We are excited to announce that Hunter College was awarded two additional five-year, U.S. Department of Education AANAPISI Title III Part A grants totaling $3.5 million.
Funding includes a $1.5M grant to expand HCAP’s programs at Hunter College and a new $2M collaborative grant with Borough of Manhattan Community College (BMCC) to support Asian American and Pacific Islander community college and transfer students.
Scroll below to learn more about our exciting news!
HCAP is run by a team of faculty and staff based at Hunter College: John Chin (Principal Investigator, Professor of Urban Policy and Planning), Paul McPherron (Co-Principal Investigator, Professor of English, ACERT Director), Caitlin Ho (HCAP Program Director), Marcia Liu (HCAP Mental Health Coordinator, Asian American Studies Faculty), Linh An (HCAP Multilingual Learner Specialist, Asian American Studies Faculty), and Maryam Mian (HCAP Program Associate, Hunter Alum ’20).
The AANAPISI collaborative grant will be implemented in partnership with the Borough of Manhattan Community College’s Center for Ethnic Studies and Center for Excellence in Teaching, Learning and Scholarship. Faculty and staff key partners include: Dr. Linta Varghese (Assistant Professor of Asian American/Asian Studies, Center for Ethnic Studies), Dr. Soniya Munshi (Associate Professor of Sociology, Department of Social Sciences, Human Services and Criminal Justice/Center for Ethnic Studies), and Dr. Gina Cherry (Director, Center for Excellence in Teaching, Learning and Scholarship (CETLS).
Hunter Awarded $3.5M to Support Asian American and Other High-Need Students
Hunter College has been awarded two five-year grants totaling $3.5 million from the U.S. Department of Education’s Asian American and Native American Pacific Islander-Serving Institutions (AANAPISI) Program, part of the federal Minority Serving Institutions initiative. The grants will be used to enhance academic and student support services and related faculty and staff development to benefit high-need students at Hunter College and Borough of Manhattan Community College.
While the primary beneficiaries of the grants will be Asian American students, who make up about a third of Hunter’s undergraduate student body, other students are eligible to benefit as well, including first-generation college goers, English language learners, and students from immigrant families.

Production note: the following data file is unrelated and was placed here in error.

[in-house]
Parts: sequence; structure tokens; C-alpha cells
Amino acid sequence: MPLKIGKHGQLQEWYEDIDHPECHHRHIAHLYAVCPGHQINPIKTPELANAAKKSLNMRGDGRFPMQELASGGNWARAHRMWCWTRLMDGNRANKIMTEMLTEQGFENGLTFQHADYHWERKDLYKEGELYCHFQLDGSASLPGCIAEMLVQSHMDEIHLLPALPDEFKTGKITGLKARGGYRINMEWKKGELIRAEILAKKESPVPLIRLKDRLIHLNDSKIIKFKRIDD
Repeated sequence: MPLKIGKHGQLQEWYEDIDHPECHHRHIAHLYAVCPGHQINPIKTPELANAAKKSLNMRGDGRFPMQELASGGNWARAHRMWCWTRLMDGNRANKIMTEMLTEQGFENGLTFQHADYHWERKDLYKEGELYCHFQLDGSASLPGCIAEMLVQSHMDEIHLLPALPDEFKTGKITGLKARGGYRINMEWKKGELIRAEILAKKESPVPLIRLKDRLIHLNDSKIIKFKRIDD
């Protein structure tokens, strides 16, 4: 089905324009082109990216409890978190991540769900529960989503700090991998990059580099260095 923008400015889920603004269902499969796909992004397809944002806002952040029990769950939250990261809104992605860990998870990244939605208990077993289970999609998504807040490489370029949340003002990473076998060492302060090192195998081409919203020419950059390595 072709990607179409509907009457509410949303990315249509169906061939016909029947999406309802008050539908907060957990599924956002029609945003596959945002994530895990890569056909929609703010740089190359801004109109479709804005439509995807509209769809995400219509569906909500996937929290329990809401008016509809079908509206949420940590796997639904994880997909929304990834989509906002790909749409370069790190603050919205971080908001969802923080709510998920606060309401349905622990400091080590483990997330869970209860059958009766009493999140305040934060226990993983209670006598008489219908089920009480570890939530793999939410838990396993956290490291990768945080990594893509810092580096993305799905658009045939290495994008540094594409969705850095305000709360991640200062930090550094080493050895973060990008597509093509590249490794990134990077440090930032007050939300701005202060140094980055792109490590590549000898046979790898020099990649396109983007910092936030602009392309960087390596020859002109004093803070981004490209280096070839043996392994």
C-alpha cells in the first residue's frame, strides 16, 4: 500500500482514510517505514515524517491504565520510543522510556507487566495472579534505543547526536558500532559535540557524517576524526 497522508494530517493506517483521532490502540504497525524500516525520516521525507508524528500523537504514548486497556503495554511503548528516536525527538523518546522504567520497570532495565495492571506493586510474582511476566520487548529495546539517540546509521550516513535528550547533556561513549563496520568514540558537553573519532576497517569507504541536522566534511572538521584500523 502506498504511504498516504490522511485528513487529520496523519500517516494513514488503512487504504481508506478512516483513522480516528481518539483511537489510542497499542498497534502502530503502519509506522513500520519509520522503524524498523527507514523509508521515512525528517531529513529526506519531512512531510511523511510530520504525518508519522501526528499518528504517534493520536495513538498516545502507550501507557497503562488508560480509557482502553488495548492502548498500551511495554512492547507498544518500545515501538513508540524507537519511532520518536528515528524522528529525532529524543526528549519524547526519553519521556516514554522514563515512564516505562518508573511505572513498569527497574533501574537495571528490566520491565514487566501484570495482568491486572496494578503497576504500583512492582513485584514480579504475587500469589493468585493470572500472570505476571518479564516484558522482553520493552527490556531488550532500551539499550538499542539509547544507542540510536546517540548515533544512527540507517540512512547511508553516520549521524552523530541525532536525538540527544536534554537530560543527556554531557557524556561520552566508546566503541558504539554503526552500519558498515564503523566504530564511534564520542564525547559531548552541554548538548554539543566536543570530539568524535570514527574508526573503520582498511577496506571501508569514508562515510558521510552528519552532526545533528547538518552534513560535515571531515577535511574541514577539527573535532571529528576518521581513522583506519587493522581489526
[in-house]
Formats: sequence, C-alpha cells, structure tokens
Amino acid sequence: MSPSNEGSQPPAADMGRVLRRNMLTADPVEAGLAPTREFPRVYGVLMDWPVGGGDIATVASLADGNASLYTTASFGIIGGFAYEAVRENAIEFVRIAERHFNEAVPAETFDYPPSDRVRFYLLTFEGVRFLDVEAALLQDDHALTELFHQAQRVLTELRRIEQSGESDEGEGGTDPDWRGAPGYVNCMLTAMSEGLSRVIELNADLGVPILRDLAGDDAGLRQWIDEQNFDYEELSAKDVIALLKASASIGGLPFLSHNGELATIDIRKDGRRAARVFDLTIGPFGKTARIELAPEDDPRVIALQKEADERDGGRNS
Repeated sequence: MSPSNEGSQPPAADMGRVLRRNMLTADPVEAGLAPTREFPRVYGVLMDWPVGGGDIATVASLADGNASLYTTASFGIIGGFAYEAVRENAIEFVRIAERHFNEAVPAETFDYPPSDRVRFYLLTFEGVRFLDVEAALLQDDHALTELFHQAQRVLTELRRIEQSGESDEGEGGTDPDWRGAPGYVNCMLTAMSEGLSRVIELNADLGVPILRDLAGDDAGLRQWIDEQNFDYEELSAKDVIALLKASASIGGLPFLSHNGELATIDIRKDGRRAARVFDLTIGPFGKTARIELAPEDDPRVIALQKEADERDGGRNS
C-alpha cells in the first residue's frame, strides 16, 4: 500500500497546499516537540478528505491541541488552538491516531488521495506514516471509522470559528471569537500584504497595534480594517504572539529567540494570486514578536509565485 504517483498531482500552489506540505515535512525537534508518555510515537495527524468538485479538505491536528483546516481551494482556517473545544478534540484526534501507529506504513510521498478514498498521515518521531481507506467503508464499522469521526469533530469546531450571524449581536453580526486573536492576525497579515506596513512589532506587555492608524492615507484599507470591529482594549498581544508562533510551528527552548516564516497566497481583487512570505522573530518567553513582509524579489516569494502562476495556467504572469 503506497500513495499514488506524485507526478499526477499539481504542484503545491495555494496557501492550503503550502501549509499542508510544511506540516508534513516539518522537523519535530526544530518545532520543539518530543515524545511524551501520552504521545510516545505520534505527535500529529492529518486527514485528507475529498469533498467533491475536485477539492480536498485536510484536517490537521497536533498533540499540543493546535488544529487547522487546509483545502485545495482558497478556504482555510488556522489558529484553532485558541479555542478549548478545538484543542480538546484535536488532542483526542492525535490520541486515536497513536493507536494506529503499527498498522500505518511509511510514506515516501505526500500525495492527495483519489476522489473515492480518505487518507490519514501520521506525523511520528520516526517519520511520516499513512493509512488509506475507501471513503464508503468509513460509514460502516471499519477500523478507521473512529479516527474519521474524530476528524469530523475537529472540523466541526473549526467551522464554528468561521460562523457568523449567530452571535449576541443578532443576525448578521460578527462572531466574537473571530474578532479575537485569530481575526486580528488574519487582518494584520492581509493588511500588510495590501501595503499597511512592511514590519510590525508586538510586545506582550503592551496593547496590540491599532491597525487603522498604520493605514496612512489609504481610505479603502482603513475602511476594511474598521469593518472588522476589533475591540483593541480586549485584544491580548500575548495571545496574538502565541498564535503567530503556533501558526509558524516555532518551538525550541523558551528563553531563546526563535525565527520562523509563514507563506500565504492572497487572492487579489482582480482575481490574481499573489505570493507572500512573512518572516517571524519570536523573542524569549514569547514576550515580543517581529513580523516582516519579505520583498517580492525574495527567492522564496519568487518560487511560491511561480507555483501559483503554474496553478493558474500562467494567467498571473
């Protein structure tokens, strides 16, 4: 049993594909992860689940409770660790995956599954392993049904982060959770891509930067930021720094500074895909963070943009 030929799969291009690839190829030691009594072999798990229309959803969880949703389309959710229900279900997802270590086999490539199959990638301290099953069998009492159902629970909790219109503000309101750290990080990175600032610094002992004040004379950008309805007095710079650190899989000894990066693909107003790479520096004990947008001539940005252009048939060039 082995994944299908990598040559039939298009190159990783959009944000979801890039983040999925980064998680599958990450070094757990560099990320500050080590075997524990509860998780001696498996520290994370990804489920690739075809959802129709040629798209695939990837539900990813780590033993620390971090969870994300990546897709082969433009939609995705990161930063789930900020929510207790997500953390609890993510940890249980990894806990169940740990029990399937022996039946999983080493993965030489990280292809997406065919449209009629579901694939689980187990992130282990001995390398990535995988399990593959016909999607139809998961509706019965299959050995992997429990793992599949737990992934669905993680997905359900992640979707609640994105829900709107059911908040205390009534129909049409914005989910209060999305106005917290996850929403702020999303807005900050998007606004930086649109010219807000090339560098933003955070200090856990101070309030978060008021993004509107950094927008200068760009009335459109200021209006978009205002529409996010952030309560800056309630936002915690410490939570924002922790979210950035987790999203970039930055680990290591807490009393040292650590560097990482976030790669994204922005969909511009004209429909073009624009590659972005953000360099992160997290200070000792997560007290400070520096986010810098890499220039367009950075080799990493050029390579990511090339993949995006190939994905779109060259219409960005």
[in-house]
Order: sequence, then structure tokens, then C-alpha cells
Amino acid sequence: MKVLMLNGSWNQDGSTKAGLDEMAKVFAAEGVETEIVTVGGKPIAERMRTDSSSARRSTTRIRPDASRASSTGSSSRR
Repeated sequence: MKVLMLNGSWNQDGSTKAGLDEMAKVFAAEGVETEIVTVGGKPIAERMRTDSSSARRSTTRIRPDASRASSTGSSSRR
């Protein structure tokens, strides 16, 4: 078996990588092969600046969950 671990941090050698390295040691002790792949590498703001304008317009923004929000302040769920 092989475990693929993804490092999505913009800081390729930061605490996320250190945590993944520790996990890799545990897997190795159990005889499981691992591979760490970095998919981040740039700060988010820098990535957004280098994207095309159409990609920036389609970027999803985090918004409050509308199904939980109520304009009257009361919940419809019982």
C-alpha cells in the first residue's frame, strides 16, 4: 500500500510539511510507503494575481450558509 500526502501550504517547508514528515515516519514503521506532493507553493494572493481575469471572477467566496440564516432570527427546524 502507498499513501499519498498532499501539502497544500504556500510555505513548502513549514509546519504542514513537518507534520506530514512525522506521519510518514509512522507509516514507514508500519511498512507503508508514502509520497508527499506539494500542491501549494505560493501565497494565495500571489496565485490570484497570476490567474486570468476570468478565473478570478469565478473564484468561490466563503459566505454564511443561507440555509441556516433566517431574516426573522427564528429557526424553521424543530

The new grants will support the work of the Hunter College AANAPISI Project (HCAP), which was established with a 2016 AANAPISI grant of $1.7 million and has already supported the work of more than 270 faculty and staff and improved the experience of more than 1,300 students, including 480 through academic courses, 330 through educational seminars, and 580 through mental health workshops.
Hunter is the only school in the nation to receive two AANAPISI grants in this year’s funding competition. And with its inaugural AANAPISI Program grant still active, Hunter becomes the only school in the program’s history to have three concurrent AANAPISI grants, reflecting the college’s strong historical commitment to serving underrepresented communities.
“Hunter has always been a place where the American Dream comes true, and this new funding will make the path to that dream just a little easier for so many more students,” said Jennifer J. Raab, president of Hunter College. “Students from immigrant families in particular face a range of financial and other challenges, and these grants will allow us to expand on our many other supportive efforts.”
“In New York City, nearly a quarter of Asian Americans live in poverty,” said John J. Chin, professor of Urban Policy and Planning at Hunter who oversees HCAP. “Coming from low-income and immigrant backgrounds, often as the first in their families to attend college, many students need more support to succeed. We know they can succeed, and with this support, many more will.”
Over the next five years, the three grants will vastly expand the project’s reach to more than 3,000 students, providing them workshops on financial literacy and navigating college; teach 100 students in a new Asian American Studies research methods course; and support 60 student research assistantships, where students are paired with faculty mentors doing research on Asian American communities.
One of the grants will also create a new partnership—the Transfer Pipeline Program—with Borough of Manhattan Community College (BMCC) to support 200 transfer student mentees and train 100 student mentors. It will also support 800 Hunter and BMCC students through free academic writing and speaking skills seminars, and it will reach 250 Hunter and BMCC faculty and staff through professional development seminars focused on student-centered and culturally relevant pedagogies.
The grants will also provide continued support for students’ mental health needs through courses and outreach events, as well as partnerships with New York City’s community mental health centers.